We're almost at the end of term now and it sounds like you are still getting plenty of buy in and interest from the children in the class, Miguel?
Engagement is not a problem. Every time I think I'm going to lose them, I just say 'are you ready to get into your groups?' and off they go." Sharing the 'work in process' with the Voki of Grace was a really useful way to check in with the overall purpose.
That's great to hear! I've really enjoyed seeing the photos of the children and work and hearing how committed they are to getting their ideas across, whether that's through writing or speaking. Today we discussed a possible tension which can arise with written work .... With children so pushed for time, and focussing on the CONTENT rather than the FORM or POLISH of their writing, how can a teacher scaffold the children to ensure their written work is edited? You mentioned that it's been fairly rough quality so far? What are you seeing in the writing - can you expand on that?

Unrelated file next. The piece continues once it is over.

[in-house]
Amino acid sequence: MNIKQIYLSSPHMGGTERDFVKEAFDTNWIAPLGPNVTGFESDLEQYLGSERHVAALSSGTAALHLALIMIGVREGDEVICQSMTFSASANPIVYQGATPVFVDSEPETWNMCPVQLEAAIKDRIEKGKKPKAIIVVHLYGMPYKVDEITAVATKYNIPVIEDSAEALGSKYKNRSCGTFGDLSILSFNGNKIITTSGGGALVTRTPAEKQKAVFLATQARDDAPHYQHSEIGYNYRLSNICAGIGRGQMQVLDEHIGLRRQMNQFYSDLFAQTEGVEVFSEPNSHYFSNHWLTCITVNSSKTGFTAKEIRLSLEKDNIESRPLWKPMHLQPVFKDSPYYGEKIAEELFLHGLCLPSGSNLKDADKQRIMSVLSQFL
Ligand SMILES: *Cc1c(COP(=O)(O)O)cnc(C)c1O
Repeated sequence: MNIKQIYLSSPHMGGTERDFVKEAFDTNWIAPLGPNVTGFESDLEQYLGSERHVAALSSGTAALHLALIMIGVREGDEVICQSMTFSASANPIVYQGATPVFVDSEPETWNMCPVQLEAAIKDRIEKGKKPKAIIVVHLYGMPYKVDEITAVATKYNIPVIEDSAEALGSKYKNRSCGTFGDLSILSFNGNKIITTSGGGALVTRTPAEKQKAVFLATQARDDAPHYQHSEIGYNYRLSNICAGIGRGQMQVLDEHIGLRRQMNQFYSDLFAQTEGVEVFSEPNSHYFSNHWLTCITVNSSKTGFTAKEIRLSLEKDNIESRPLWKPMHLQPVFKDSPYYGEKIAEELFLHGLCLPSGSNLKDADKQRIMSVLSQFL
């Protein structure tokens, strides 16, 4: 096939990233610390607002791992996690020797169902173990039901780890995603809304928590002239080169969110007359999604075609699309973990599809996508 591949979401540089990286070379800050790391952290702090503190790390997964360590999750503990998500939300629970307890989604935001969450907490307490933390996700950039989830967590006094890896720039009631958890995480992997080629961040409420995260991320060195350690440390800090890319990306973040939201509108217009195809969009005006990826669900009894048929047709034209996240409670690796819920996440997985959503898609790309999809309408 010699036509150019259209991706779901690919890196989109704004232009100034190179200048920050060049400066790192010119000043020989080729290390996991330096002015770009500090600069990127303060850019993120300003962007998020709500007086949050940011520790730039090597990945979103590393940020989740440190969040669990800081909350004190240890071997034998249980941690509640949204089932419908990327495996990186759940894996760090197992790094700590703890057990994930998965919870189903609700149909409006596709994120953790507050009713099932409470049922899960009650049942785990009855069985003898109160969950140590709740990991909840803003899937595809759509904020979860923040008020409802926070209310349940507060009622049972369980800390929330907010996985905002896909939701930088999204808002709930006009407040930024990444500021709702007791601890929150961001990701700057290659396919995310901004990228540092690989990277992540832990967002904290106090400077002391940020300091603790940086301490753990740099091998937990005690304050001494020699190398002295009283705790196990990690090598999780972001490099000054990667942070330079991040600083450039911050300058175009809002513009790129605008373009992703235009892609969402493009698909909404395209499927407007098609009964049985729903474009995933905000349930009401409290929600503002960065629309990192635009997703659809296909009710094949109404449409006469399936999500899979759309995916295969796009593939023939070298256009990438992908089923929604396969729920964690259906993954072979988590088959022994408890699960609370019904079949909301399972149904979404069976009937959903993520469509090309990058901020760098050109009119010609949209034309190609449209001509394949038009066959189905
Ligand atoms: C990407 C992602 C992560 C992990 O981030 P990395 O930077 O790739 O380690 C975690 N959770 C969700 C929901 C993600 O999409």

I have found it difficult at times to allow them to run away with their ideas at the expense of writing to a good standard. I don't want to be marking their punctuation or spelling. I want their ideas.
I do understand the tension for a teacher where the 'quality' of writing is being seen the thinking behind it rather than in the quality of presentation or accuracy or neatness. I guess, given the choice, I'd always prefer to emphasise the thinking. But there is still room for polish and accuracy. This can be framed within the imagined world (our client expects polished work - we are professionals) or it can be addressed in the 'real world' of the classroom, if you use the rough writing as the basis for a 'literacy' lesson on editing. I'd always be asking, does polish and publishable quality matter for the commission, if so, insist on it. If not, it's OK to teach that sometimes we use scruffy writing for processing stuff. Be interested to hear how you decide to address this issue Miguel?